Global Policy Forum

UN, African Union Announce Darfur Peace Plan


By Edith M. Lederer

Associated Press
April 17, 2007

The United Nations and African Union announced a two-pronged plan to bring peace to conflict-wracked Darfur, pledging Tuesday to move "expeditiously" to deploy 3,000 U.N. peacekeepers while intensifying efforts to achieve a political settlement. Moves to speed deployment came as a confidential UN report charged that the government of Sudan has been flying arms and heavy military equipment into Darfur in violation of Security Council resolutions, according to a report in The New York Times. Britain's UN Ambassador Emyr Jones Parry said whether the 3,000 troops and equipment can be deployed by the end of June depends on what countries come forward to contribute troops. A troop contributors meeting is scheduled for Friday. At the end of two days of meetings, UN Secretary-General Ban Ki-moon and AU chief executive Alpha Oumar Konare asked their envoys who have been trying to promote a political settlement to prepare "a roadmap" to bring all rebel groups to the peace table. "There will be a two-track approach," Ban said. The UN and AU want "a more detailed and workable roadmap for a political process, so that this political process and military operation can proceed hand-in-hand."

After five months of stalling, Sudan sent a letter to Ban just before the start of Monday's AU-UN meeting giving a green light for the deployment of the UN's so-called "heavy support package" to help the beleaguered 7,000-strong African Union force in Darfur. It includes 2,250 U.N. troops, 750 international police, and logistical and aviation equipment including six helicopter gunships which Khartoum initially opposed. The heavy support package is the second phase of a UN plan. Ban and Konare made clear they want it to be followed by deployment of the third and final phase - a 20,000-strong "hybrid" UN-AU force. More than 200,000 people have been killed and 2.2 million forced to flee their homes in the four-year conflict in Darfur, which began when rebels from ethnic African tribes rose up against the central government. The government is accused of responding by unleashing the janjaweed militias of Arab nomads - blamed for indiscriminate killing. The government denies the charges. According to The New York Times, the confidential report said that military planes used by Sudan to transport the arms were painted white to disguise them as United Nations or African Union aircraft and were being used for aerial surveillance and bombardments of villages, in addition to cargo transport.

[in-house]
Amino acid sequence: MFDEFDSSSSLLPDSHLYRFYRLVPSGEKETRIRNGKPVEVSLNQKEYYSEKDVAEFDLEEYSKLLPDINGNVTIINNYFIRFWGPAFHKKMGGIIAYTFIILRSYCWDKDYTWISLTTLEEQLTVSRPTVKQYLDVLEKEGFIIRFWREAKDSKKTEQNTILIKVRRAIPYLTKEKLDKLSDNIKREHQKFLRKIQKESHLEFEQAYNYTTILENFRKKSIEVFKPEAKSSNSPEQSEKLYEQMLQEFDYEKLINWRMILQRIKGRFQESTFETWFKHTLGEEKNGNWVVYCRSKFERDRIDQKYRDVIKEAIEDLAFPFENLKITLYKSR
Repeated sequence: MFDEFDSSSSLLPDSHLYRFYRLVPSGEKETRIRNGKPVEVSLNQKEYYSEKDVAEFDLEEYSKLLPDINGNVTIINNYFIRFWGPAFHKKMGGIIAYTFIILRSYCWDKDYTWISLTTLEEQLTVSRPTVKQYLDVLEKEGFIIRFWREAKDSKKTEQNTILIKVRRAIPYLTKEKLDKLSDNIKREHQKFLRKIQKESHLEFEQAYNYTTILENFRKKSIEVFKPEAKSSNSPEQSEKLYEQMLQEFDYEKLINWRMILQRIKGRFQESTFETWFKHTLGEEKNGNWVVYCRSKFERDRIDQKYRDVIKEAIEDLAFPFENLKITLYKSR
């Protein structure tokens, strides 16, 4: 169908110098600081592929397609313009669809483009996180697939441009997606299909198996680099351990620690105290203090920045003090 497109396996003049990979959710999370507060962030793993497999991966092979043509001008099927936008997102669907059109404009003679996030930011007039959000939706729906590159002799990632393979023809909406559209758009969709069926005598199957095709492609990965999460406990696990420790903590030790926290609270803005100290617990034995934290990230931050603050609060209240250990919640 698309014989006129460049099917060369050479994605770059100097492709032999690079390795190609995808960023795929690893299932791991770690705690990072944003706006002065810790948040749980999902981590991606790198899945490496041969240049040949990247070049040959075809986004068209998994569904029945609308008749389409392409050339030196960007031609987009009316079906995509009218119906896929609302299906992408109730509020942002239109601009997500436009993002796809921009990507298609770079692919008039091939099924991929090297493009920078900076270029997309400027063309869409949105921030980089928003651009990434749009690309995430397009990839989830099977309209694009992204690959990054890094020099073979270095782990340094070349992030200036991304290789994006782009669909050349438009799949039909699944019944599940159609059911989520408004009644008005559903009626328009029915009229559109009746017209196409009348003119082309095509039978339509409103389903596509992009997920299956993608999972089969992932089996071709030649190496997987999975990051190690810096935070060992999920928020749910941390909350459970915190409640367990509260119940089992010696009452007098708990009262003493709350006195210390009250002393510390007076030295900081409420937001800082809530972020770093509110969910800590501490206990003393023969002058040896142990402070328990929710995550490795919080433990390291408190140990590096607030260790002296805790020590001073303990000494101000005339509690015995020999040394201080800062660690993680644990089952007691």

The report was compiled by a five-person panel responsible for helping the Security Council's sanctions committee monitor compliance with resolutions on Darfur. The newspaper said it obtained the report from a diplomat from a Security Council member nations. The panel's report said the Khartoum government had done little to disband armed groups and described a night-time attack by men wearing Sudanese armed forces uniforms and traveling in 60 Land Cruisers mounted with rocket propelled grenades and machine guns on a village, according to the paper. Sudanese officials also were not enforcing the travel ban and assets freeze imposed by the Security Council last year on four individuals, it said. The report said that various rebel groups fighting the government were also illegally shipping weapons, regularly violating border controls between Sudan and Chad and extending lawlessness throughout the immediate region and attacking peacekeepers and aid workers. At UN headquarters, Ban said it was important to turn the agreement on the heavy support package into action on the ground. "Both the United Nations and African Union have agreed and intend to move swiftly for the implementation of this agreement so that we can finish the heavy support package and move on to the third phase, finally deploying a hybrid operation in Darfur," he said. "We have also agreed to intensify our political process, embracing all rebel leaders," Ban said. "We hope that the government of Sudan and the rebel groups will be committed to an ongoing political process." The Sudanese government and one of Darfur's rebel factions signed the Darfur Peace Agreement in May 2006, but many other rebel groups refused.

Ban and Konare have both stressed that without a political settlement, there will never be peace in Darfur. Sudanese President Omar al-Bashir's government has a history of finding loopholes in agreements with the UN and others. Said Djinnit, the AU's commissioner for peace and security, said the African Union had hoped the hybrid force would be deployed by the end of June, when the Security Council mandate for the AU force ends. But Djinnit said this will not be possible because the heavy support package has to be deployed first - which a UN official estimated will take months, not weeks - and there is still "a lot of work to do to finalize the negotiations between the AU and the UN on the hybrid operations, and then to consult with Sudan on that so that we reach a common understanding." In the meantime, Djinnit said, the African Union is facing "a serious financial crisis" because it needs between $23 to $25 million (U.S.) a month to sustain its force. He urged donors to support the AU mission.

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